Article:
Below is Man O' War's grave site. Normally surrounded by a fountain, but it was under construction. Still, I was impressed with the memorial to this great horse!
The Morgan Horse Sculpture
and a non-breed specific sculpture
Because the majority of the people had gone to Breyerfest, I had the rest of the park practically all to myself! I hit the Draft Barn first hoping to get to watch them harnessing up for trolley rides. Unfortunately it was so hot, they were actually UN-harnessing a team, and the rest of the day they used a tractor. But I was still one of the only people in the Draft Barn, and so I got to visit with the handlers and the barn manager while they worked.
This gentle giant is a Suffolk Punch. He was ready to do some major socializing provided he could stay close to his fan. They all had a fan strapped to their stall railings and several of them had stationed themselves in a position to optimize the breeze.
After the Draft Barn I made my way to the Hall of Champions.
Not an over statement. This barn really does house 4-6 champions. For example....

Some of you may remember this 20 year old Thoroughbred Stallion, a son of Seattle Slew. Cigar was voted horse of the year 2 years in a row and horse of the decade in the 1990's. His career earnings total $9,999,815.  That is one fine race horse!

This guy, the most social in the barn, is CH Gypsey Supreme.
He is a five gaited American Saddlebred, with a number of World Champion and Grand Champion titles under his belt, including Gaited Horse of the Decade for the 1990's.

From the Hall of Champions I made my way to the Breed Barn because it was almost time for the Parade of Breeds.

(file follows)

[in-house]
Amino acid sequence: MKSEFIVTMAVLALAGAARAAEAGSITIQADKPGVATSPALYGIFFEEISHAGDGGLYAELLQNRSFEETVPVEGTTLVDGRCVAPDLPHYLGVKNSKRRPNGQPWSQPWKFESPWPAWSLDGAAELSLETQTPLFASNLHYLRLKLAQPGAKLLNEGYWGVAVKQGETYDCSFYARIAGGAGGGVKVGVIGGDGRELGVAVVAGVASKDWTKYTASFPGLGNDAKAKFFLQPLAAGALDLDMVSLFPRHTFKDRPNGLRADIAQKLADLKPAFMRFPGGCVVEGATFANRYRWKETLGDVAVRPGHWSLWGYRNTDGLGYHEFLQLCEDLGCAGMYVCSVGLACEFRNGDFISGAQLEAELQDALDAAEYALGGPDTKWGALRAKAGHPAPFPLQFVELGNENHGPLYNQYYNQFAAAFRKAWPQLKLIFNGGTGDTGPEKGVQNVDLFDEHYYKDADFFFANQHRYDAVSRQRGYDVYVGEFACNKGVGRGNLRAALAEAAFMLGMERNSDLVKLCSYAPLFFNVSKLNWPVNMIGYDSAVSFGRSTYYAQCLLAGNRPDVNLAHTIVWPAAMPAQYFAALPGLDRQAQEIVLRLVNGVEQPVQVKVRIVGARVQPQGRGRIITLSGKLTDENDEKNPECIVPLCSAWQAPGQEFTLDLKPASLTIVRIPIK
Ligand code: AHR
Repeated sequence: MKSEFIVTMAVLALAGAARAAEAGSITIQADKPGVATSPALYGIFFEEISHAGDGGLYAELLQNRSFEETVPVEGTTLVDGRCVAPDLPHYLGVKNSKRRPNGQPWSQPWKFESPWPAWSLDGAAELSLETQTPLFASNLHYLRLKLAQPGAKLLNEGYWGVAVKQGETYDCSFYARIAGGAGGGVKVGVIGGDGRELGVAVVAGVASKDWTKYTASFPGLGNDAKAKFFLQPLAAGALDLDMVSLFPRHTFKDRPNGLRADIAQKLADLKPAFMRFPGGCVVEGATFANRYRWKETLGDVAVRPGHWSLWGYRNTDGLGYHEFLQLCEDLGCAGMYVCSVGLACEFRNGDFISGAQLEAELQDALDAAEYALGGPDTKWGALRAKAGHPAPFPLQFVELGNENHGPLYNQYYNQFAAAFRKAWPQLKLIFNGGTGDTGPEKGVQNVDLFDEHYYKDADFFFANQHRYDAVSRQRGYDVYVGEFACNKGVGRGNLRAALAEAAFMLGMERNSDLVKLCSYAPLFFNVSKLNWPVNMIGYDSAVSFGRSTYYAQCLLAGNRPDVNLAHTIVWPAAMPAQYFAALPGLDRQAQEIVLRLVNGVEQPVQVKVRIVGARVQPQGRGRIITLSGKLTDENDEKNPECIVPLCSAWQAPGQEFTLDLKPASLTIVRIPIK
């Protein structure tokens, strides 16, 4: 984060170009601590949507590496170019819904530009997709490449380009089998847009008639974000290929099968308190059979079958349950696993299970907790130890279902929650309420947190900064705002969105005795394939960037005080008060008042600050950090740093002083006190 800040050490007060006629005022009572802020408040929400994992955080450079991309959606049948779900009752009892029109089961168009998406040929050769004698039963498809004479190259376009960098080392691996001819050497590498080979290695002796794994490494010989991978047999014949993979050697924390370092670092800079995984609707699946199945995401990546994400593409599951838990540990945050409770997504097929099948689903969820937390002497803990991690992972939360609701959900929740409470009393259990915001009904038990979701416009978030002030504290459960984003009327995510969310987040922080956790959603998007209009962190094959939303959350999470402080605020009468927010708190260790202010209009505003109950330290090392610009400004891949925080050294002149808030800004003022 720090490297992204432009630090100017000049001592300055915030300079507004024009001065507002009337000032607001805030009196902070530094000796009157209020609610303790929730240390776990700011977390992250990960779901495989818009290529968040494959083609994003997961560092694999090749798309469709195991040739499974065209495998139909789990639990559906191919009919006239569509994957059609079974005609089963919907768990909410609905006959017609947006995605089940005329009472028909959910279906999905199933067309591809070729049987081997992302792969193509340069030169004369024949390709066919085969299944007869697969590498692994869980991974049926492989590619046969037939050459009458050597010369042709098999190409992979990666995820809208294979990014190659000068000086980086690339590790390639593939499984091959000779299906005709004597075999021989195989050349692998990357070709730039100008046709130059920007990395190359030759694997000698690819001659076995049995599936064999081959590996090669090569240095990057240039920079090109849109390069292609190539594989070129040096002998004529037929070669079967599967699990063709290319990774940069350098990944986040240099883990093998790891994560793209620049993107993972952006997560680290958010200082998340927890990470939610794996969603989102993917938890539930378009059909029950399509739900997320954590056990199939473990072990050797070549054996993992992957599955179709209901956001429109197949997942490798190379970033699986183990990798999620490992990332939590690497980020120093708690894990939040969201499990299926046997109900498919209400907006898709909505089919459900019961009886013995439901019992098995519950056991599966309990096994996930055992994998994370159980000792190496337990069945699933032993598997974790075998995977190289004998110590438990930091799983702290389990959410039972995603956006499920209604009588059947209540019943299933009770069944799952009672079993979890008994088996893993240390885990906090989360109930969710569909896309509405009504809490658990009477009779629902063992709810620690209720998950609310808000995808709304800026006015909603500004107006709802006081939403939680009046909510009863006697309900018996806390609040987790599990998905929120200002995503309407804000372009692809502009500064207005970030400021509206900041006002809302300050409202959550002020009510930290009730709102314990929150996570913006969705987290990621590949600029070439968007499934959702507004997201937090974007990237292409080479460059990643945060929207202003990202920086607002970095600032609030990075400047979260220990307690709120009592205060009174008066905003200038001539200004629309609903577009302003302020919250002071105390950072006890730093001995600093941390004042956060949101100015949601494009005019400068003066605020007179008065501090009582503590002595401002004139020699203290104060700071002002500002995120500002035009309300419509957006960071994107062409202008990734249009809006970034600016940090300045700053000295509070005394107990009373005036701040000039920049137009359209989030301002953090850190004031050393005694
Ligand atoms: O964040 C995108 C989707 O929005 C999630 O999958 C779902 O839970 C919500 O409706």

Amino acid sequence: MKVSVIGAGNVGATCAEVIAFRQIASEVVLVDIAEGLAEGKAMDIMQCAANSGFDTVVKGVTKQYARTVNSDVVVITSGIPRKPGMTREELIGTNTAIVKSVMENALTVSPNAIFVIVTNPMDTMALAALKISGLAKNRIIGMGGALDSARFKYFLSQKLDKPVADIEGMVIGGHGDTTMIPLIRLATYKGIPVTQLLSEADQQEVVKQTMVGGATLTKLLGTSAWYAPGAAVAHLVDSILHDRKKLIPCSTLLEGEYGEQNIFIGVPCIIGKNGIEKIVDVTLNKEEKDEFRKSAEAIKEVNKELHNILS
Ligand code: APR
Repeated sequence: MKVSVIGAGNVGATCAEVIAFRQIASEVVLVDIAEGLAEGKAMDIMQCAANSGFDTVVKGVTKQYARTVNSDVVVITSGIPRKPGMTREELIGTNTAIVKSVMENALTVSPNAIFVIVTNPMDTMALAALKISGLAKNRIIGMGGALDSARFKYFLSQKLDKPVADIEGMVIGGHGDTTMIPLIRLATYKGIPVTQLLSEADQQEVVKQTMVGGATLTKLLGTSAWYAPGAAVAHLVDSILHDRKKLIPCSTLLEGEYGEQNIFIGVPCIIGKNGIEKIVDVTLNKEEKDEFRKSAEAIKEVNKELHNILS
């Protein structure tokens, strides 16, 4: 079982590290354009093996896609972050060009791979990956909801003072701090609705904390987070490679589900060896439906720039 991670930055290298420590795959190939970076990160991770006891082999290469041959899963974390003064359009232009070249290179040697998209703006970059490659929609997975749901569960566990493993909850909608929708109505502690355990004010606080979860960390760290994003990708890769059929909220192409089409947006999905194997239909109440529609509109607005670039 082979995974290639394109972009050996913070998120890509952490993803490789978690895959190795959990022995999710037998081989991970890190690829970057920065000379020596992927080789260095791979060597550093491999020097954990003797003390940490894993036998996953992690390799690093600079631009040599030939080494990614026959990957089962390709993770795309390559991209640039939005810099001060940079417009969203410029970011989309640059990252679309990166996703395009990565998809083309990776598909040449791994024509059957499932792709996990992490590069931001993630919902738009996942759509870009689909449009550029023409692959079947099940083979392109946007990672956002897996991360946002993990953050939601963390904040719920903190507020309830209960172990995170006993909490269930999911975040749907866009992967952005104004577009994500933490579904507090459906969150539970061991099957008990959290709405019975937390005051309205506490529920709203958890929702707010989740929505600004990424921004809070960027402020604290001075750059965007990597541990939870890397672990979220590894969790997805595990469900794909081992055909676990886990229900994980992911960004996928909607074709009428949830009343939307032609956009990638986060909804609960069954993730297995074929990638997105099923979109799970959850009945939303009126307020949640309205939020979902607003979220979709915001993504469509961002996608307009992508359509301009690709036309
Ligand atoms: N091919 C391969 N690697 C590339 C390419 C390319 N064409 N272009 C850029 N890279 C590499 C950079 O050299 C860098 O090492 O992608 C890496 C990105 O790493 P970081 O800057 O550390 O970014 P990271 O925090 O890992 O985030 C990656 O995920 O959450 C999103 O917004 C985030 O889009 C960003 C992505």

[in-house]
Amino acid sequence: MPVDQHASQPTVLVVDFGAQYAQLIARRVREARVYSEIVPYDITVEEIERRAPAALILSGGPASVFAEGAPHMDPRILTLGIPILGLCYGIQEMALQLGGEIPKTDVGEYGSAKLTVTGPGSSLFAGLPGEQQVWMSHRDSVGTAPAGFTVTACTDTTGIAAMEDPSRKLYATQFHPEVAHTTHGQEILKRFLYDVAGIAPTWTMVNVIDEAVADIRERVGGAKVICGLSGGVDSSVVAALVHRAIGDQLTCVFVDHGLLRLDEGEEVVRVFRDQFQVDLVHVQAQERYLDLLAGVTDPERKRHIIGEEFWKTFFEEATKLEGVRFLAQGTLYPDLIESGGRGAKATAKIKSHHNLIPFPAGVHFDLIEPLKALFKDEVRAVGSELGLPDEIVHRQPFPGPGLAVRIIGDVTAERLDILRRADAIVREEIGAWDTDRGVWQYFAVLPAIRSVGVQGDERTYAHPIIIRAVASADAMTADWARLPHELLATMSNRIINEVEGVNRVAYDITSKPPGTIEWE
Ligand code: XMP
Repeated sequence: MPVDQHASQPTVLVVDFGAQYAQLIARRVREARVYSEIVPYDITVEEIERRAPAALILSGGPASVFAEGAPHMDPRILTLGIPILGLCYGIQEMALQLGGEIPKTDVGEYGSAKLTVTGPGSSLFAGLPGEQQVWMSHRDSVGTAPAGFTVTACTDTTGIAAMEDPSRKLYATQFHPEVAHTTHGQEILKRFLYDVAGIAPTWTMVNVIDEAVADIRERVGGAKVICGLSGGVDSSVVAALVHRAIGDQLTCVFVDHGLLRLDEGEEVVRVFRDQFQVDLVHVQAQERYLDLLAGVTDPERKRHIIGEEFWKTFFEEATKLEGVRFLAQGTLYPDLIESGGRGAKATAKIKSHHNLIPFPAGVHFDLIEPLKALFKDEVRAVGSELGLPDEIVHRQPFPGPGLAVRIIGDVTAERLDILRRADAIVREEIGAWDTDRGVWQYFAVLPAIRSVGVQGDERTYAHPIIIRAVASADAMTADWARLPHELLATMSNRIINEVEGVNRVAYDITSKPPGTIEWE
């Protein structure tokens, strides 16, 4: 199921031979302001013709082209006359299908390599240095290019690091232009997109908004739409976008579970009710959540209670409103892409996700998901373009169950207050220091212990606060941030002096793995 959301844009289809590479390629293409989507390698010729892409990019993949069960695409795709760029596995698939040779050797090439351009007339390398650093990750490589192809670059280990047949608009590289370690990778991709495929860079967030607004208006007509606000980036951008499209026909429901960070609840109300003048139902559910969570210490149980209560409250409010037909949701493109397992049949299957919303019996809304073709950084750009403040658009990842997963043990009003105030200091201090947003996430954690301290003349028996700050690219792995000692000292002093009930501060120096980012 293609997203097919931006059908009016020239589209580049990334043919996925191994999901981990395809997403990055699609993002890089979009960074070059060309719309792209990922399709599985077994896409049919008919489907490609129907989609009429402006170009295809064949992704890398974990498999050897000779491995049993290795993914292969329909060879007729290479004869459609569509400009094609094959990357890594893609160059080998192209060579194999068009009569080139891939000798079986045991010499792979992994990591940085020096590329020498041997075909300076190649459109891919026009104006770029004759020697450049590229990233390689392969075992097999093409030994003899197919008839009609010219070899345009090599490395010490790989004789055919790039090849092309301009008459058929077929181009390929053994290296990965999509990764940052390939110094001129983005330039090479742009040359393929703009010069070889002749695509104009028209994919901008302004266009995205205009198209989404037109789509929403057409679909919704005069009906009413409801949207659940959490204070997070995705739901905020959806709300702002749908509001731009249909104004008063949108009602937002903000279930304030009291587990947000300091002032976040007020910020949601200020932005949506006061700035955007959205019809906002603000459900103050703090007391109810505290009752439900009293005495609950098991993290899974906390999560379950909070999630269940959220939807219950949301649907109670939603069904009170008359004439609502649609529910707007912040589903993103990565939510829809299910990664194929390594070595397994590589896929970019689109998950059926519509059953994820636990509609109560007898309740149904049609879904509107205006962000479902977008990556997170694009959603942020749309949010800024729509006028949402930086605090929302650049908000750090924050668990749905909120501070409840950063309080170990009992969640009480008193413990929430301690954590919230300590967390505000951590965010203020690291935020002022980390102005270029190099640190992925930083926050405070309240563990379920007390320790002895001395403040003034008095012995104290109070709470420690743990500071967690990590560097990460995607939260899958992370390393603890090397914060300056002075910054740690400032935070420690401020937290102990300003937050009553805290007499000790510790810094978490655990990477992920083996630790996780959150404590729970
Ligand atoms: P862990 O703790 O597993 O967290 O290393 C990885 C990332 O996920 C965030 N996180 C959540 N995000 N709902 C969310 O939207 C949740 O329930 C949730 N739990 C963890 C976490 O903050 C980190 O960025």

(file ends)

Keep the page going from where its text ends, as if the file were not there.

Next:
The park puts on two shows a day in which they feature 5-6 different breeds of horses, and a different group in each show. This time they were also featuring different disciplines and equine sports to promote the upcoming FEI World Equestrian Games which are being held at the park this year.
During the breeds shows, the horse and rider do a demo/prance around the arena, while the speaker tells about the history and features of the breed.

The show was begun by the American Paint proudly carrying the flag for the national anthem. (look, he's got blue eyes like Sky!)
the Palamino
the Andalusian
the Connemara Pony
the Arabian
 a new one for me...the Knabstrutter...is marked like the American Appaloosa but is actually an European breed.
the Fresian
some type of French Draft, but I forgot the breed name (and failed to take in pen and paper, ugh!)
and I forgot this one's name as well, but he was very patient. He was in is first month of training.
and last, the "Kentucky favorite," the Thoroughbred
A neat feature of the park is that pretty much everything is open to the public. The horses are not kept out of arms reach. So after the Parade of Breeds, the riders take their horses to the fence and the crowd is invited down to pet the horses, and talk to the riders, ask questions, etc.
It is truly an educational experience and I loved watching all the children wrapped up in delight and excitement, getting exposed to SO much horse education!

Once the breed show was over they had a break and then did a "Mare and Foal" show in which they talked about gestation, growth and development, and general information about horses. The park does not breed horses, but local owners sometimes loan their mares and foals for the park to raise and display. Currently they only have these two pairs of mini's.
one of which was ready for a nap. She didn't believe in the old saying "the show must go on."

in fact, she was ready for a serious nap. And I don't think this was staged either.